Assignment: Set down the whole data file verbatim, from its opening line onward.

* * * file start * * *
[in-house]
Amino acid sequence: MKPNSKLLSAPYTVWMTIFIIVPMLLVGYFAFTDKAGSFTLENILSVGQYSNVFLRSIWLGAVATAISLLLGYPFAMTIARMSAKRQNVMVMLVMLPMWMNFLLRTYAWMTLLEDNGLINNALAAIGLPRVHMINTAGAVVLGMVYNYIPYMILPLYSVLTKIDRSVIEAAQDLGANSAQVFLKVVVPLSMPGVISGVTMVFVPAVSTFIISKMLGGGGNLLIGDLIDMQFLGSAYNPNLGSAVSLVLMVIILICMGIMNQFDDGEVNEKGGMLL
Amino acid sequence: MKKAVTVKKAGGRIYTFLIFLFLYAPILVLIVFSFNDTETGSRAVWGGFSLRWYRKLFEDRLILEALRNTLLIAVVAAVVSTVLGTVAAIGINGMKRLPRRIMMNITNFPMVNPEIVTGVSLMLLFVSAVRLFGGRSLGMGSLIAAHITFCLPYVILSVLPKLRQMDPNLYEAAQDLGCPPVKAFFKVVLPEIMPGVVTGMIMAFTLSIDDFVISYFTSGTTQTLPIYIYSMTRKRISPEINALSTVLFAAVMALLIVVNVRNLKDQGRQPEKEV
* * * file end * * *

[in-house]
Amino acid sequence: MKPNSKLLSAPYTVWMTIFIIVPMLLVGYFAFTDKAGSFTLENILSVGQYSNVFLRSIWLGAVATAISLLLGYPFAMTIARMSAKRQNVMVMLVMLPMWMNFLLRTYAWMTLLEDNGLINNALAAIGLPRVHMINTAGAVVLGMVYNYIPYMILPLYSVLTKIDRSVIEAAQDLGANSAQVFLKVVVPLSMPGVISGVTMVFVPAVSTFIISKMLGGGGNLLIGDLIDMQFLGSAYNPNLGSAVSLVLMVIILICMGIMNQFDDGEVNEKGGMLL
Amino acid sequence: MKKAVTVKKAGGRIYTFLIFLFLYAPILVLIVFSFNDTETGSRAVWGGFSLRWYRKLFEDRLILEALRNTLLIAVVAAVVSTVLGTVAAIGINGMKRLPRRIMMNITNFPMVNPEIVTGVSLMLLFVSAVRLFGGRSLGMGSLIAAHITFCLPYVILSVLPKLRQMDPNLYEAAQDLGCPPVKAFFKVVLPEIMPGVVTGMIMAFTLSIDDFVISYFTSGTTQTLPIYIYSMTRKRISPEINALSTVLFAAVMALLIVVNVRNLKDQGRQPEKEV